Walmart: Smartphones Taking Retail Back To Its Roots

CTIA 2013 Las Vegas — Smartphones will “bring retailing back to its roots of being personal and interactive,” said Gibu Thomas, global head of mobile at Walmart during a keynote speech here at the CTIA convention.
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CTIA 2013 Las Vegas — Smartphones will “bring retailing back to its roots of being personal and interactive,” said Gibu Thomas, global head of mobile at Walmart during a keynote speech here at the CTIA convention.

Walmart is using its smartphone shopping app to deliver the “personal and interactive experience that Sam Walton believed in,” Gibu told the audience. “The future is history,” he said.

 With Walmart’s app, “information that was in the [store] owner’s head is now at the customer’s fingertips,” Thomas explained.

 Walmart is committed to “using wireless to make a better shopping experience inside the store,” he added.

To help customers save time and money, Walmart designed its app to enables shoppers to create a shopping list with what he called the simplicity of paper and pencil, thanks in part to predictive text entry and a voice algorithm that’s advanced enough to distinguish between peanut butter and peanuts and butter, Thomas said.

Ninety percent of Walmart shoppers come into the store with a shopping list, and more than 50 percent own a smartphone, he said. Among Walmart shoppers ages 35 and younger, smartphone ownership shoots up to 75 percent.

Unlike a written shopping list, however, Walmart’s app can show in-store prices and aisle locations of products, helping customers save time, and it calculates the total cost of a shopping trip as users add items to their list.

In the future, the app could recommend specific products, such as gluten-free food items to people with allergies when users create their shopping list. Also in the future, if a product is out-of-stock in a nearby brick-and-mortar store, the app could recommend products available on Walmart’s website. The company could then ship the product to the customer’s house or to the store for pickup.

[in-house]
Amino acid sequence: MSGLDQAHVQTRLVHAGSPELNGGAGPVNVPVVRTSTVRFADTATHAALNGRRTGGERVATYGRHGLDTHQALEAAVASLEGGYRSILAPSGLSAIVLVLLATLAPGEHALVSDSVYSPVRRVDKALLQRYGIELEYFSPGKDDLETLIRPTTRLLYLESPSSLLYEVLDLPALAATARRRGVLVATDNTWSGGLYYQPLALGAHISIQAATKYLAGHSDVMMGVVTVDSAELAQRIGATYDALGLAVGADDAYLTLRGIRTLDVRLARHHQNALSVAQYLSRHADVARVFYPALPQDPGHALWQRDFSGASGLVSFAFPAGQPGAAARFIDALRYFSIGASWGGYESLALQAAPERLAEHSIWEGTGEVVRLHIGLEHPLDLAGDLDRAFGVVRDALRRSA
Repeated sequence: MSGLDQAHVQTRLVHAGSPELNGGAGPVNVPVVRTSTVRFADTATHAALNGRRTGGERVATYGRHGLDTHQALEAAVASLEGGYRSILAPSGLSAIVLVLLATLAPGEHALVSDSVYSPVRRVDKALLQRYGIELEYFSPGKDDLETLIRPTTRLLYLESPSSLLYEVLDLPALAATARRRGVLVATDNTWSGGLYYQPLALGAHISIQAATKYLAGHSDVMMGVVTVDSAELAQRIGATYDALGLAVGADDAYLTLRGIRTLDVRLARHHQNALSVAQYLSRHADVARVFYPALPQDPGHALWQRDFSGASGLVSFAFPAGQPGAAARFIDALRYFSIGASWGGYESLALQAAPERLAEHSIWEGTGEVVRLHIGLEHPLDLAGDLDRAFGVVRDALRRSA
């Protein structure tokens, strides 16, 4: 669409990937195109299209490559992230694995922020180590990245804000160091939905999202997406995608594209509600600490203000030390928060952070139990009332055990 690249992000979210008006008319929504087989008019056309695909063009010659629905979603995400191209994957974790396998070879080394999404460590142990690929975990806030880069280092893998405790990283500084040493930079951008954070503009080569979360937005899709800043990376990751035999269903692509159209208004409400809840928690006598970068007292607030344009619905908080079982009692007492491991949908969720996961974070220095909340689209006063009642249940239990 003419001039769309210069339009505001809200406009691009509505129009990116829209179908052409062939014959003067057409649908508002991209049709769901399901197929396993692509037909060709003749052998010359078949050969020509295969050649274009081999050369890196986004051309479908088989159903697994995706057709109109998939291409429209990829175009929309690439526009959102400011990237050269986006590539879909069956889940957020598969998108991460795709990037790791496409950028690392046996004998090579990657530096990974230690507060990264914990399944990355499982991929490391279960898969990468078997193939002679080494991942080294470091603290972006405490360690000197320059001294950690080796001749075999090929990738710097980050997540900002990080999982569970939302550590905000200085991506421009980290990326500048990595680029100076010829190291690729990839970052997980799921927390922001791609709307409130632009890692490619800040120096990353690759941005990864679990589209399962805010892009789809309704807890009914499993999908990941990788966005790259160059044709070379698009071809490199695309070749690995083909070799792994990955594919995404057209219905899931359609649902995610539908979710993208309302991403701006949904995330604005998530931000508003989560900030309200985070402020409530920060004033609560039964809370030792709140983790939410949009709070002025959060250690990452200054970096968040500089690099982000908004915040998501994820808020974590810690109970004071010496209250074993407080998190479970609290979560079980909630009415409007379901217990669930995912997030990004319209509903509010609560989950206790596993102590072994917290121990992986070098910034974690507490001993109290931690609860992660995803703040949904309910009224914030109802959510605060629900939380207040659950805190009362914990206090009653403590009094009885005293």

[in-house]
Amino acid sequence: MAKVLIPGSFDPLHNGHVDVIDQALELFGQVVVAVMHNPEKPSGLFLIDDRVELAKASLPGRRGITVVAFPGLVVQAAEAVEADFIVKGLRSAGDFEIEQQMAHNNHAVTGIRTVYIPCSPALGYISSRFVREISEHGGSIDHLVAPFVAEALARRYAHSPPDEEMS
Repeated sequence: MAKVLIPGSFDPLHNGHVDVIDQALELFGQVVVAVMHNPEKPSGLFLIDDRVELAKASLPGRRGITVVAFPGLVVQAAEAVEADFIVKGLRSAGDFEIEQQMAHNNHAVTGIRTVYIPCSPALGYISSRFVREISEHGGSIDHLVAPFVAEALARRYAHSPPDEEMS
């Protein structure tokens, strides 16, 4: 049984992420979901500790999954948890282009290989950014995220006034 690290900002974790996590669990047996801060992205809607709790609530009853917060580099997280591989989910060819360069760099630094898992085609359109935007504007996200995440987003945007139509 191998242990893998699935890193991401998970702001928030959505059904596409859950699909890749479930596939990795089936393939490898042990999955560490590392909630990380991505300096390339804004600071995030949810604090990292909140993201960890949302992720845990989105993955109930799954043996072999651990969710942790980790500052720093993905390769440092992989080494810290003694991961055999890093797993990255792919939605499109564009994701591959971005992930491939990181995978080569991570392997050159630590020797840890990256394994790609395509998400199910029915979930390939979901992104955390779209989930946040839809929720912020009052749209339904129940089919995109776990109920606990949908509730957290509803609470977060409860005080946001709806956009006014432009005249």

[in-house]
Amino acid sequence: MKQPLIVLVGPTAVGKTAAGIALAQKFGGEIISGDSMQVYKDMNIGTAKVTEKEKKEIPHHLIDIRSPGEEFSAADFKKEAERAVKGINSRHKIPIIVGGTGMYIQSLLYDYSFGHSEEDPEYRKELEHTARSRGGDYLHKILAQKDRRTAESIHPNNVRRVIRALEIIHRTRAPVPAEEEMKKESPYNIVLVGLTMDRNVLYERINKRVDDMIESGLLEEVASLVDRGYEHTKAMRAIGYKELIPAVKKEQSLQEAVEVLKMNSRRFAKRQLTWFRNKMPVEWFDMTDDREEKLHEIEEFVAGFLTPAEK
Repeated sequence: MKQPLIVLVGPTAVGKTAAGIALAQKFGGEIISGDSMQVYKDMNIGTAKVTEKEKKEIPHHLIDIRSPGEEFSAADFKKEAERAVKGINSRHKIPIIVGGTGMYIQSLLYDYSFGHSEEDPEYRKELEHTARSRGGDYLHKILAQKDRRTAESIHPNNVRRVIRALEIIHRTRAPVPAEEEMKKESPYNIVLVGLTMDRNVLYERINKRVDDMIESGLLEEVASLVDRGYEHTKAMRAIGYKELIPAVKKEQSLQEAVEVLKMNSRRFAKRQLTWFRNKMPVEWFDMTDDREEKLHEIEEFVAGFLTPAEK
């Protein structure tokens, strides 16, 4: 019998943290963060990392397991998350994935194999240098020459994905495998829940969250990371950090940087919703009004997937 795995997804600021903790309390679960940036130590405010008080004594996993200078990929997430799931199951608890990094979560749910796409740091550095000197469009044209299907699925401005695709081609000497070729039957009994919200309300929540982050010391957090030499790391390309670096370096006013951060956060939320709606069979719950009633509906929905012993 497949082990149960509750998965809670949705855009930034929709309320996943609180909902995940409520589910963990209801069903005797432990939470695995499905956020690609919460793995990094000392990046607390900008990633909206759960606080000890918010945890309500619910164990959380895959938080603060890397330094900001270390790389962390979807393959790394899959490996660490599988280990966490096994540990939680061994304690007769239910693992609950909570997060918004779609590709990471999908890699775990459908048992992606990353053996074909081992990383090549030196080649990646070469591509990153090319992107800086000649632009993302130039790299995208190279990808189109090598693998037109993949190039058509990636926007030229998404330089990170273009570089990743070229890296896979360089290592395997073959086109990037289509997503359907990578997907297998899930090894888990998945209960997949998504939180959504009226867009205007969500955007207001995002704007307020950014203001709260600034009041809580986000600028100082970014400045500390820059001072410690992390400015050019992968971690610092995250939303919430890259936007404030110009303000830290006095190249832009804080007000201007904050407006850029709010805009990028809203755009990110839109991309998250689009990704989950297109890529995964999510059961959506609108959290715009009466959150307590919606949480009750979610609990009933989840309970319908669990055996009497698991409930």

The retailer is also working to leverage big data to enable the app to generate a predictive shopping list based on past purchases so consumers don’t forget to buy something they need, Thomas said.

 With the app’s geo-fencing capability, the app knows which store its user is in. When a shopper enters a store, the shopper will be prompted to put the app into Store Mode when they launch the app. The app will then provide quick access to the user’s shopping list and highlight new products in that particular store.

Shoppers can also use the app in a store to view in-stock products that meet their budget requirements. A consumer shopping for a toy but not wanting to spend more than $30 will be presented with the best-selling $30 toys in that particular store, Thomas said.

Since the beginning of the year, the retailer has been testing a new app feature called Scan and Go, enabling users to scan a product as they put it into a shopping cart, then go to the checkout counter to pay for the entire shopping cart with a single scan, Thomas said.

During his keynote, Thomas also said that smartphone’s drive 30 percent of Walmart’s online traffic and that during the holidays, the percentage rises to as much as 40 percent.

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